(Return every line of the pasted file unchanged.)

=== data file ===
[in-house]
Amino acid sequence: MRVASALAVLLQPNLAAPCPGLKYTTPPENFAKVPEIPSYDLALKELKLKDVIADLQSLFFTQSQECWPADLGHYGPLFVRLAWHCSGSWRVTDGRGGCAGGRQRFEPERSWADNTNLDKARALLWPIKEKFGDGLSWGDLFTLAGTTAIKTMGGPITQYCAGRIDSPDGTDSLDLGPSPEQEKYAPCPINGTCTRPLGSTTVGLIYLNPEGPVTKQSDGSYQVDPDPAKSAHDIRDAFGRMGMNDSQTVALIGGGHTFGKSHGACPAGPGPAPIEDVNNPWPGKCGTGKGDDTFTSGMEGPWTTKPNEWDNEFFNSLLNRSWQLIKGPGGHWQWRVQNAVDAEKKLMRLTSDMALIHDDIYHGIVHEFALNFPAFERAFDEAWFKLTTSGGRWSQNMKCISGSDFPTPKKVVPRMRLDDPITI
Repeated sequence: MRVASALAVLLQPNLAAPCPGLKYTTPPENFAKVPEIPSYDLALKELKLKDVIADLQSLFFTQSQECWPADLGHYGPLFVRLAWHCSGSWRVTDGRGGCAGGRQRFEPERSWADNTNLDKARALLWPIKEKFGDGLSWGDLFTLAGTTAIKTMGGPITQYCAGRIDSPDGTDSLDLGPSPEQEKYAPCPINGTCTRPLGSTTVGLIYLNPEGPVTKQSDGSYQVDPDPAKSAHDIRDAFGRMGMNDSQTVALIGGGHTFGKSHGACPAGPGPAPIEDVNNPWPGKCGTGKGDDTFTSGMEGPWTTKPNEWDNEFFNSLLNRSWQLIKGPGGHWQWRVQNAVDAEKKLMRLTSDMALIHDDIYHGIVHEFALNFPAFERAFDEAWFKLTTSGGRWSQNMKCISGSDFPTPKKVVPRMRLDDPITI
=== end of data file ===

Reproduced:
[in-house]
Amino acid sequence: MRVASALAVLLQPNLAAPCPGLKYTTPPENFAKVPEIPSYDLALKELKLKDVIADLQSLFFTQSQECWPADLGHYGPLFVRLAWHCSGSWRVTDGRGGCAGGRQRFEPERSWADNTNLDKARALLWPIKEKFGDGLSWGDLFTLAGTTAIKTMGGPITQYCAGRIDSPDGTDSLDLGPSPEQEKYAPCPINGTCTRPLGSTTVGLIYLNPEGPVTKQSDGSYQVDPDPAKSAHDIRDAFGRMGMNDSQTVALIGGGHTFGKSHGACPAGPGPAPIEDVNNPWPGKCGTGKGDDTFTSGMEGPWTTKPNEWDNEFFNSLLNRSWQLIKGPGGHWQWRVQNAVDAEKKLMRLTSDMALIHDDIYHGIVHEFALNFPAFERAFDEAWFKLTTSGGRWSQNMKCISGSDFPTPKKVVPRMRLDDPITI
Repeated sequence: MRVASALAVLLQPNLAAPCPGLKYTTPPENFAKVPEIPSYDLALKELKLKDVIADLQSLFFTQSQECWPADLGHYGPLFVRLAWHCSGSWRVTDGRGGCAGGRQRFEPERSWADNTNLDKARALLWPIKEKFGDGLSWGDLFTLAGTTAIKTMGGPITQYCAGRIDSPDGTDSLDLGPSPEQEKYAPCPINGTCTRPLGSTTVGLIYLNPEGPVTKQSDGSYQVDPDPAKSAHDIRDAFGRMGMNDSQTVALIGGGHTFGKSHGACPAGPGPAPIEDVNNPWPGKCGTGKGDDTFTSGMEGPWTTKPNEWDNEFFNSLLNRSWQLIKGPGGHWQWRVQNAVDAEKKLMRLTSDMALIHDDIYHGIVHEFALNFPAFERAFDEAWFKLTTSGGRWSQNMKCISGSDFPTPKKVVPRMRLDDPITI